BookDragon Books for the Diverse Reader

Author Interview: Sonya Chung [in Bookslut]

Sonya ChungBy the time I actually met Sonya Chung, debut novelist of Long for This World, which hit shelves in March, I was already a groupie. Long was one of those suddenly-surprising-out-of-nowhere books that make you gasp. A publicist sent it to me initially and it landed high up on my to-read pile – truth be told, most likely because I recognized her name as Korean. A few weeks later, another copy arrived, sent by my Library Journal editor for review.

Being such a breathtaking read, Long proved to be my first-ever “starred review” for LJ. This multilayered story of two brothers – one Korean, the other who chooses to become Korean American – and their scattered families whose lives converge in the perfectly blended east/west house on a faraway Korean island is, in a word, unforgettable. And how flattered am I that I made my YouTube debut with a quote from that review which ends Chung’s book trailer for Long?

Weeks after filing the review, another copy of Long arrived at my Smithsonian office. This time, it was sent by Chung herself, with a lovely note about “friends” who had recommended that I might be interested in the title …  and in another moment of how-tiny-the-world-is, Chung and I learned we have quite a few people in common. So finally meeting in livetime in New York City was not without a sense of instant recognition. We wandered along the Hudson, talking about growing up less than 10 miles from each other, albeit I was long gone while she was still playing hopscotch during recess. We shared too many of the at-least-we-can-laugh-now stories of our immigrant Korean parents.

She confessed she was a misanthrope at heart, taking long breaks from humanity in her secluded farmhouse far from the city. But she’s also a people-watcher, drawn to “those interesting, strange, and complex characters,” some she knows, some she observes from afar. She does not, however, put her friends into her stories … although she does sometimes create composites of them. And about becoming that weird lady with the dog … read on …

Even though it seems you burst forth a fully formed writer, were you always?

I came out of college not knowing really what to do with myself, but somewhat oriented toward “doing good” on the planet. I’d done some internships with nonprofits but realized that I didn’t much have the personality for activism or social work; so I took that writing skill of mine and fell into grant writing, which evolved into all kinds of marketing/fundraising/organizational management for nonprofits. I worked with/for some remarkable, heroic people (all still good friends); but truth be told, I really disliked the work I was doing, although I did it for almost 15 years. I feel like I’m “on the wagon” right now – haven’t done grant writing or fundraising work in almost two years.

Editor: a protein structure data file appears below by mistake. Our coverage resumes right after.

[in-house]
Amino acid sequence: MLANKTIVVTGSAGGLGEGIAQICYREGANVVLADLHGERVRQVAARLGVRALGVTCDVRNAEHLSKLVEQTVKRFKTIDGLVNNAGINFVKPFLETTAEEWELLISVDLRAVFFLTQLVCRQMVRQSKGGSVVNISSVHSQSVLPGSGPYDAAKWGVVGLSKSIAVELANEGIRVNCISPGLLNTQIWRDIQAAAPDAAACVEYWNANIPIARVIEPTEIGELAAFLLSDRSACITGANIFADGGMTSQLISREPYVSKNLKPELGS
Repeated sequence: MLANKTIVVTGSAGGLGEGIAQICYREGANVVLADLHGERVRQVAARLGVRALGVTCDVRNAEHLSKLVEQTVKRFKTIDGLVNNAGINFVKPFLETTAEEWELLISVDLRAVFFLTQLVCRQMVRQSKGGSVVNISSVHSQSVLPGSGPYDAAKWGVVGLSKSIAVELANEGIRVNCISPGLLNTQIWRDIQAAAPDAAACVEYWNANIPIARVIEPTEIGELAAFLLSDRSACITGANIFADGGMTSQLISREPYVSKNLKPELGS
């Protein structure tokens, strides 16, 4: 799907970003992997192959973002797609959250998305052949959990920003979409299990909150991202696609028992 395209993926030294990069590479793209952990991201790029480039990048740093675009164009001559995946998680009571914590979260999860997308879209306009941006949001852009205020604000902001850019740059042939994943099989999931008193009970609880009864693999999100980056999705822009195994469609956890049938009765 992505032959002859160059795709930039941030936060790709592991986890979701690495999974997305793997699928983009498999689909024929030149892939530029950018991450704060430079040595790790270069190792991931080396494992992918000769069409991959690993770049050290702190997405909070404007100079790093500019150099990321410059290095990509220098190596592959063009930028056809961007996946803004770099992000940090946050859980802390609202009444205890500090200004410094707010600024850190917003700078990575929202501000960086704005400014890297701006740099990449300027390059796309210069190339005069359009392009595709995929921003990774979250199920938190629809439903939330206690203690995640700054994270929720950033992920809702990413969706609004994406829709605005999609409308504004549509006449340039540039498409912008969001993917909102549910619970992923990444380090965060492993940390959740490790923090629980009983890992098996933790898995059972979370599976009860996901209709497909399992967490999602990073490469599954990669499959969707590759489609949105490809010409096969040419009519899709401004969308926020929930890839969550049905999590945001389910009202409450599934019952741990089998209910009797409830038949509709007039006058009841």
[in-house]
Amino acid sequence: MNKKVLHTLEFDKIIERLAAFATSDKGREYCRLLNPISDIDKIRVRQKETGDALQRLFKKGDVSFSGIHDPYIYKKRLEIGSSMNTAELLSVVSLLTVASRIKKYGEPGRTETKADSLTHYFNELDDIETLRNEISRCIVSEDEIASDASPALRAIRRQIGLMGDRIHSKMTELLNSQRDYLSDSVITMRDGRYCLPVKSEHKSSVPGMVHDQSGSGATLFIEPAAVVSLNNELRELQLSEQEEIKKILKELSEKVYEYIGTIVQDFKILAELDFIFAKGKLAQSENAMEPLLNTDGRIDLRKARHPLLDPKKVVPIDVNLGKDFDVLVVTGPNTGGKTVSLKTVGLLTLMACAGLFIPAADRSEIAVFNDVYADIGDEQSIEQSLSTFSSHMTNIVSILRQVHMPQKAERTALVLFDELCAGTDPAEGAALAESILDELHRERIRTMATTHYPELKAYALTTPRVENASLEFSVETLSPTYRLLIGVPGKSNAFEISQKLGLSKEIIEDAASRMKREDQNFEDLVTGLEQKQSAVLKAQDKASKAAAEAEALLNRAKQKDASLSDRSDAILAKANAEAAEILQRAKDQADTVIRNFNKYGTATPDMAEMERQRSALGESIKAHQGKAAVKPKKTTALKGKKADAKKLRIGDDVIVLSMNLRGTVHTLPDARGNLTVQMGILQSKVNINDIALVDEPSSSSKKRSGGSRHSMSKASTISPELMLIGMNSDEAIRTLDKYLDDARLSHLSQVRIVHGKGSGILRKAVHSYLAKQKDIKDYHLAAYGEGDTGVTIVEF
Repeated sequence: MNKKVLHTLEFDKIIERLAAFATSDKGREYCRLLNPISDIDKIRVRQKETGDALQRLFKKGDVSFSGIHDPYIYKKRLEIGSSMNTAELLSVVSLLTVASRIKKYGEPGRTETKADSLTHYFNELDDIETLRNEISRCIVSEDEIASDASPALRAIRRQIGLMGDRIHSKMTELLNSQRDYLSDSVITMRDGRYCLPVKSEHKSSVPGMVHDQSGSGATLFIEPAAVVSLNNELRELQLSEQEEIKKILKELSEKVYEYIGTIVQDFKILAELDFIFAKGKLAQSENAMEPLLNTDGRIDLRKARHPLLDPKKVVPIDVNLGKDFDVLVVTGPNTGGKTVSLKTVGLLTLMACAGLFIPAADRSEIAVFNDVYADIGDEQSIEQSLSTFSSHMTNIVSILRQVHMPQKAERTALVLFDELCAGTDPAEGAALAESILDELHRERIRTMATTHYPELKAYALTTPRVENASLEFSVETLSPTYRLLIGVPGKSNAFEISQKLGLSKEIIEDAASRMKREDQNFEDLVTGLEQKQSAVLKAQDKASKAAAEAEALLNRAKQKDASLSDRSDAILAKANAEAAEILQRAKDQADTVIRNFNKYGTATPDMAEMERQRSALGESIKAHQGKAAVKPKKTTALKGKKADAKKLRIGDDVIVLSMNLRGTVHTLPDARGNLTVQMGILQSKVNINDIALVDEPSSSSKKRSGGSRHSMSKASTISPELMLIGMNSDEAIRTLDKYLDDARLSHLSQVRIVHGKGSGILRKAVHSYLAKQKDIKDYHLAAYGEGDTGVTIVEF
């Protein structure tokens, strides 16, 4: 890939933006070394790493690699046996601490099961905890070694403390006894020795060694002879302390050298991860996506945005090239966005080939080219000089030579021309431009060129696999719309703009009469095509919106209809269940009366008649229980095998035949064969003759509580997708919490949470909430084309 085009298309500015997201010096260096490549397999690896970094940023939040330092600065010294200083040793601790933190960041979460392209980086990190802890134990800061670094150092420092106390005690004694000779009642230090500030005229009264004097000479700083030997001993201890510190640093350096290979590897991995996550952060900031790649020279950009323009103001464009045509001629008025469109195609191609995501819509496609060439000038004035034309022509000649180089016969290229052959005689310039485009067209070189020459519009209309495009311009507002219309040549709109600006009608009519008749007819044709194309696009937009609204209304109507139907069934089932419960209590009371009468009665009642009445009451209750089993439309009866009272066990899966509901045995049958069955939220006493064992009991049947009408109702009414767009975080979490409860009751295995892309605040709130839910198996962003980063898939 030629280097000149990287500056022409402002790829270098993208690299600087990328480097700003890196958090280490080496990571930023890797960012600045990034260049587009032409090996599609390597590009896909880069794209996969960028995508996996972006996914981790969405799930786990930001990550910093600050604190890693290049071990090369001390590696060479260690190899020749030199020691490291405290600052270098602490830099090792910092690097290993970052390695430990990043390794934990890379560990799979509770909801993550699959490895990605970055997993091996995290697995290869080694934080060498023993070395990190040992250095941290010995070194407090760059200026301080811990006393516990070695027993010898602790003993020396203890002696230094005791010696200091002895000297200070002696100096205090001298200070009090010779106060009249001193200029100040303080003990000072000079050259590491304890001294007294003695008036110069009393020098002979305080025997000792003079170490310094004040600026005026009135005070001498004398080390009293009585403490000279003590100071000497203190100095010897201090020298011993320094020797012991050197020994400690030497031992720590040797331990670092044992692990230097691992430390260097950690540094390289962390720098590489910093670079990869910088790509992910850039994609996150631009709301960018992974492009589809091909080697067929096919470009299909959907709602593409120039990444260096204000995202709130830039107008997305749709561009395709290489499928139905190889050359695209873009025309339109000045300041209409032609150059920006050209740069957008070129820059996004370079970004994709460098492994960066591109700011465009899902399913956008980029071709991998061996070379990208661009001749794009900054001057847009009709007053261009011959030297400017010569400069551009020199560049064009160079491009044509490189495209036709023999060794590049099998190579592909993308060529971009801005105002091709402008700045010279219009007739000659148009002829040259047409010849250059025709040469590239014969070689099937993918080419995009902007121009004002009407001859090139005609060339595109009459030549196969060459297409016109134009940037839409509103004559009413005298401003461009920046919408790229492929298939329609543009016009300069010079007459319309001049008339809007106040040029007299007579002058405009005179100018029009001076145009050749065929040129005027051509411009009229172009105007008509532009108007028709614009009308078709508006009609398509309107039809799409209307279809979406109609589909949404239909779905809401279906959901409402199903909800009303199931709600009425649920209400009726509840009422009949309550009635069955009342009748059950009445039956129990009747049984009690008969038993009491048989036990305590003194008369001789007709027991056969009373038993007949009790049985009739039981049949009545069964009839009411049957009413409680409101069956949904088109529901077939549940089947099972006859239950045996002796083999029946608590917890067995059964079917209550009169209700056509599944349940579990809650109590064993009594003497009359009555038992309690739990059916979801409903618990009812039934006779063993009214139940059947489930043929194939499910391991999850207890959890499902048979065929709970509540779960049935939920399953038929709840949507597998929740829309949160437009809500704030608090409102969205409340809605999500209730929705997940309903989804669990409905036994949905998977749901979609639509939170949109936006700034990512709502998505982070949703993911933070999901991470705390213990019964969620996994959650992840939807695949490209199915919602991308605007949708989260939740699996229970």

Your devoted readers will work hard to keep you on the straight and narrow! So why fiction writing?

It’s actually a hard question for me to answer. I am a late bloomer, I didn’t start writing fiction seriously until I was already in an MFA program; and if I’m brutally honest, I’m not sure how “seriously” I wrote even while in that program. In hindsight, I would say that writing – that is, putting words together to express ideas – always came easily to me; I felt at home in words. In my 20s, I had a vague though nagging sense (as many do) that I might be an artist. So I put those two things together, I started to walk down that road, without much idea of how to do it or how it worked. It wasn’t until I was well into writing Long for This World that I started to think I was in fact a writer; that writing was my work, that I was most alive and using all my strongest intellectual and emotional faculties – all cylinders firing, so to speak – when I was writing fiction. [… click here for more]

Author interview: Feature: “An Interview with Sonya Chung,”, May 2010

Readers: Adult



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